BAR SINKS & ICE WELLS

Bar sinks come in different shapes and sizes. They’re usually purchased and installed as a secondary sink for meal prep and bar-related activities. It functions as a prep sink rather than the traditional dirty dishes sink that we use regularly.

They’re usually made with stainless steel metal and include different accessories with specific functions: basket strainers, bottom rinse grid, and cutting board.

Bar Sink Accessories

Basket Strainer

This catches the tiny food bits that may have fallen off the ingredients. It prevents your sink from clogging, which can prolong its use.

Rinse Grid

These are used to wash and rinse ingredients. The food bits and dirt are strained out and fall into the sink where the basket strainer catches it.

Cutting Board

This is a great way to save space, especially for small kitchens. You can place the cutting board on top of the sink, adding another flat surface for ingredients, dishes, and other items.

Advantages and Disadvantages of Bar Sinks

Doesn’t take up space

Bar sinks are smaller compared to regular sinks. They don’t take up a lot of space compared to traditional sinks. However, they’re also small and shallow, which can be frustrating if you’re looking for a deep sink.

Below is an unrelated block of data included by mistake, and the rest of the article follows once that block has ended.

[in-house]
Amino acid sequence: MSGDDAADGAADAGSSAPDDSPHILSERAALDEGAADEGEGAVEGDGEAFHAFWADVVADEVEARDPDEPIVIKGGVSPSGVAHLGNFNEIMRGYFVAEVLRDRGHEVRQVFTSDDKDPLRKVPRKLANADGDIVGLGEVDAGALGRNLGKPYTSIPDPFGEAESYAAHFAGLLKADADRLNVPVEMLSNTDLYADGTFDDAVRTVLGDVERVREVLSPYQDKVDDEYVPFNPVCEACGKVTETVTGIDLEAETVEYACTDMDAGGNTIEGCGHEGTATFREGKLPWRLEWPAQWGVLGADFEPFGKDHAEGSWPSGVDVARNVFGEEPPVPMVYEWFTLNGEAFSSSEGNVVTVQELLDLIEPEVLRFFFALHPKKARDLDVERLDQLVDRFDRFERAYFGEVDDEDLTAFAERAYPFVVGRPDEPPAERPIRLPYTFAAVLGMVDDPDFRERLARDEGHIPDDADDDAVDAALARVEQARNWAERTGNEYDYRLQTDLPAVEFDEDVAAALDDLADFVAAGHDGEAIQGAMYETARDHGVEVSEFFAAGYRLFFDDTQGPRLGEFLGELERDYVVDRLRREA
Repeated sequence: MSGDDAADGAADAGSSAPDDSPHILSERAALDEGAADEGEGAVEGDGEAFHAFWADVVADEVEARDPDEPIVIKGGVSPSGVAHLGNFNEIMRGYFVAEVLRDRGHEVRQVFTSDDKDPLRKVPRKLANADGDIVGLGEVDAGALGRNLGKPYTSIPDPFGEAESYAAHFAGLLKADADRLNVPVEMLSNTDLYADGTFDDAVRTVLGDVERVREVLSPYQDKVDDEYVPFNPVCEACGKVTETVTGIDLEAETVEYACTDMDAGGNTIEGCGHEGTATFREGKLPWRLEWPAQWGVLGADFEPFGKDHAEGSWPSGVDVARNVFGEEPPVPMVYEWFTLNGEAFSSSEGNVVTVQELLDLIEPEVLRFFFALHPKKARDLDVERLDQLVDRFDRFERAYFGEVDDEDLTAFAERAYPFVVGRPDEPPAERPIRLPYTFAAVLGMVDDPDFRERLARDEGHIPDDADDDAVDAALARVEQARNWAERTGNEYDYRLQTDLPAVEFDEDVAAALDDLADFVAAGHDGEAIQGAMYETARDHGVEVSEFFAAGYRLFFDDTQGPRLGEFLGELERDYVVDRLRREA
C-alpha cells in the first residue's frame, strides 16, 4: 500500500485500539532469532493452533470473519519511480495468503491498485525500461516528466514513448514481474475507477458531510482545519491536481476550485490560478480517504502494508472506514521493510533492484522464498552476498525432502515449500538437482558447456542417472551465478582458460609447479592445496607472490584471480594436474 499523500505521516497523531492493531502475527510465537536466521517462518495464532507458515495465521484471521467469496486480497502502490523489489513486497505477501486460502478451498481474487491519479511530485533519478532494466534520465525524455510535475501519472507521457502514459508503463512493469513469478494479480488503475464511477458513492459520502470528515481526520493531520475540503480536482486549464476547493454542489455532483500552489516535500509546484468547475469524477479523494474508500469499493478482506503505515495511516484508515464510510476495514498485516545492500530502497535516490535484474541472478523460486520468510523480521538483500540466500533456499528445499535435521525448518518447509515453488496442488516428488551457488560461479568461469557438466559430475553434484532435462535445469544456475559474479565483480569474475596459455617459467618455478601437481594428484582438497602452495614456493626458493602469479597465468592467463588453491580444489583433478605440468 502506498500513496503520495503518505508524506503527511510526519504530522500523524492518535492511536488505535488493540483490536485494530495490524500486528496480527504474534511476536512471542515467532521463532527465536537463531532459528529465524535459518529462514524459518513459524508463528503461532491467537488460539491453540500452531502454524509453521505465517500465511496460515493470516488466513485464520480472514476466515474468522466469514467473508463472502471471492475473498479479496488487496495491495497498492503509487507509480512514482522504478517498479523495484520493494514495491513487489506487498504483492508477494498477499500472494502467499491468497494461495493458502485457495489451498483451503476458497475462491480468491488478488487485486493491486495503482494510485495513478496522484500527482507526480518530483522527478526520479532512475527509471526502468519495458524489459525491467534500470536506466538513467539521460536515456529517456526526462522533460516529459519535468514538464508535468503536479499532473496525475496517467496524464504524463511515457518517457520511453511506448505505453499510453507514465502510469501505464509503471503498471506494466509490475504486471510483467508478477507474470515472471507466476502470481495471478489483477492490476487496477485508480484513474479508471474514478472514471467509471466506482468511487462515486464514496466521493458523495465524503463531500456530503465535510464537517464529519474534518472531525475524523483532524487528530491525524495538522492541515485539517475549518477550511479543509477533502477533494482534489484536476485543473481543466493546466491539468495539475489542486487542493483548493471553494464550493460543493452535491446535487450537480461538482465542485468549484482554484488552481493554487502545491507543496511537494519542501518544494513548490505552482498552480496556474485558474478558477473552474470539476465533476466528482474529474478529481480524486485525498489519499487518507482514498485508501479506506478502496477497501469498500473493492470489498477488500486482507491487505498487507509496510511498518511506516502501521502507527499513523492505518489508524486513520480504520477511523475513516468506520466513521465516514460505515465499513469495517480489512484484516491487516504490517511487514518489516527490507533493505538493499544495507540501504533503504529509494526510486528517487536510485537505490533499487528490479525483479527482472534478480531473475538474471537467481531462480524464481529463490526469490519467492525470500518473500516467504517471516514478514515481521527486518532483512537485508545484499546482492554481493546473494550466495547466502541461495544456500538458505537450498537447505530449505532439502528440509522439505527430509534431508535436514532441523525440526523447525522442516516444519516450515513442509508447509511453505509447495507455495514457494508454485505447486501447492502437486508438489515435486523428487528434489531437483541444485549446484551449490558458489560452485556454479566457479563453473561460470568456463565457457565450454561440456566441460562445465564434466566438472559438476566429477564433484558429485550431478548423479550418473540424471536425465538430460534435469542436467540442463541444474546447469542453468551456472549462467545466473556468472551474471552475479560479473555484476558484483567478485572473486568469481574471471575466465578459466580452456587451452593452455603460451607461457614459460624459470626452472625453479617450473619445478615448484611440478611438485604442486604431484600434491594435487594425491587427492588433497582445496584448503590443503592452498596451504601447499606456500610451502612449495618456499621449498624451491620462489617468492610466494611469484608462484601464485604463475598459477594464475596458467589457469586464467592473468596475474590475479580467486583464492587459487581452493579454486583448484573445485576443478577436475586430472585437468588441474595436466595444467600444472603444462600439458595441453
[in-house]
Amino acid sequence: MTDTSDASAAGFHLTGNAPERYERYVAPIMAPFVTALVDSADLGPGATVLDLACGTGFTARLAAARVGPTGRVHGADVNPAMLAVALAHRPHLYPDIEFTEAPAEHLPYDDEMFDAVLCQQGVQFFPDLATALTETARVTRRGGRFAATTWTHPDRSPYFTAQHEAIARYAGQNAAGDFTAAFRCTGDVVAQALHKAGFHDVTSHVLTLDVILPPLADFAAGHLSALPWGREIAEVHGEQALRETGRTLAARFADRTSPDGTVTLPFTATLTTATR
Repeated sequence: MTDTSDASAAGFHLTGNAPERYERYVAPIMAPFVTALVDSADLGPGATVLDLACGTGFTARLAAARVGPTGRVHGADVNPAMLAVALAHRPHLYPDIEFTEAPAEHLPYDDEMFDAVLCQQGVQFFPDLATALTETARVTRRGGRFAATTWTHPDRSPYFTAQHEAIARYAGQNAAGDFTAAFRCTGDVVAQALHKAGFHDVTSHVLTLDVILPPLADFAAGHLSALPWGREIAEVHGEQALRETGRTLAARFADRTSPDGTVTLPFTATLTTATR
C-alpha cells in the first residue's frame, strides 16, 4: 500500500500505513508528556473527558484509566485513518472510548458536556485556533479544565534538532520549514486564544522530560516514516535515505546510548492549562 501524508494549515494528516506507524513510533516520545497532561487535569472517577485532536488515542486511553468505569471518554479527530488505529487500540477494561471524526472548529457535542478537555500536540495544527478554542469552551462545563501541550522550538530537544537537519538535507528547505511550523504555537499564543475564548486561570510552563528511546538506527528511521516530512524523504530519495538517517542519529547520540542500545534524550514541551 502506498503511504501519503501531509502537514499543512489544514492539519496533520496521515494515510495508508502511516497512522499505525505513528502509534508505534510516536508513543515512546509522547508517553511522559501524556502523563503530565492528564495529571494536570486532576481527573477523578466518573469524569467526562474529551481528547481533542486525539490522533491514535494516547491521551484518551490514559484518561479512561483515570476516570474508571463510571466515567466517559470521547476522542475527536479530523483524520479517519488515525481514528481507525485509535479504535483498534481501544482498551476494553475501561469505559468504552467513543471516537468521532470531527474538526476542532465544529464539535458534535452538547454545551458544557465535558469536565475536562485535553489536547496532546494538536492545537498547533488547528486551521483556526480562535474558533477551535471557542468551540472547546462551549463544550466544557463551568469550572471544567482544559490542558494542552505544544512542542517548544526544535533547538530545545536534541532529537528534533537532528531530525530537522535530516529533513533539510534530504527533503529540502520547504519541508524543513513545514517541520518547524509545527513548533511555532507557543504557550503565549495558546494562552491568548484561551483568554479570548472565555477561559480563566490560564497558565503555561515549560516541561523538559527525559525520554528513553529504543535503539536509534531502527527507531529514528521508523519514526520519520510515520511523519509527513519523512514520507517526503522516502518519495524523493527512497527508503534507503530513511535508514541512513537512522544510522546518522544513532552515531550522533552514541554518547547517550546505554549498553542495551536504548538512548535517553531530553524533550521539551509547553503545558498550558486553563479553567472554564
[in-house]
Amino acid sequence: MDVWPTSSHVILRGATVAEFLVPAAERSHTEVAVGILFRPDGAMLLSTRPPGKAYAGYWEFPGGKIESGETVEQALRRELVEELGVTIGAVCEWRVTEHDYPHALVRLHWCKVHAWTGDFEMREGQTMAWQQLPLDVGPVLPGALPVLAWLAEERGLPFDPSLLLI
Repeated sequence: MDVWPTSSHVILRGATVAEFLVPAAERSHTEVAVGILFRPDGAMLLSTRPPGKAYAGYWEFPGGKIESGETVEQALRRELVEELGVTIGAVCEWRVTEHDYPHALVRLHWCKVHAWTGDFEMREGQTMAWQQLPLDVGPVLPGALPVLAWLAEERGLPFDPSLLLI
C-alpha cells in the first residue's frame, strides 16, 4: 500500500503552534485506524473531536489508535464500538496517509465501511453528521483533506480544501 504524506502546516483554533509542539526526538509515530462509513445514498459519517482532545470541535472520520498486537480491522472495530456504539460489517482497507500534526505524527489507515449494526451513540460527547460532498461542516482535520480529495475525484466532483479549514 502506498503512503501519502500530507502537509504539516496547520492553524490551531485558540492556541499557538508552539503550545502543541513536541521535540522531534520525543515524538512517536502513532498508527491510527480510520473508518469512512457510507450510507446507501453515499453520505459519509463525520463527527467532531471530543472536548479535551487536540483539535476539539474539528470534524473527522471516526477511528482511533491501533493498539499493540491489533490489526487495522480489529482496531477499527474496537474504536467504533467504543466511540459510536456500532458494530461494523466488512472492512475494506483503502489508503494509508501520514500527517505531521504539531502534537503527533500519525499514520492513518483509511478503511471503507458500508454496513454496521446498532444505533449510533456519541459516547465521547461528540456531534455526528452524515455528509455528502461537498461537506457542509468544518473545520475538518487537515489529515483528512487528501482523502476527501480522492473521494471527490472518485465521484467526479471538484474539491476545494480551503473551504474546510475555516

Expense

If your home or bar already has a sink, this is an added expense. Additional payments such as installations, plumbing, and making adjustments can add up to a large sum.

Efficient Meal Prep

Bar sinks are built for meal prep which is why they’re called prep sinks. You can use the water for cooking, washing, and rinsing. Since they’re located at the counter, it’s easier to access, which can help you be more efficient.

Counter space

Depending on the size of your kitchen, counter space can be limited, and it could significantly affect your workflow. But if you have a large kitchen, the counter space limit shouldn’t be an issue.

Versatile

Bar sinks can be installed in any area of your kitchen. Their small size allows them to fit anywhere in the kitchen.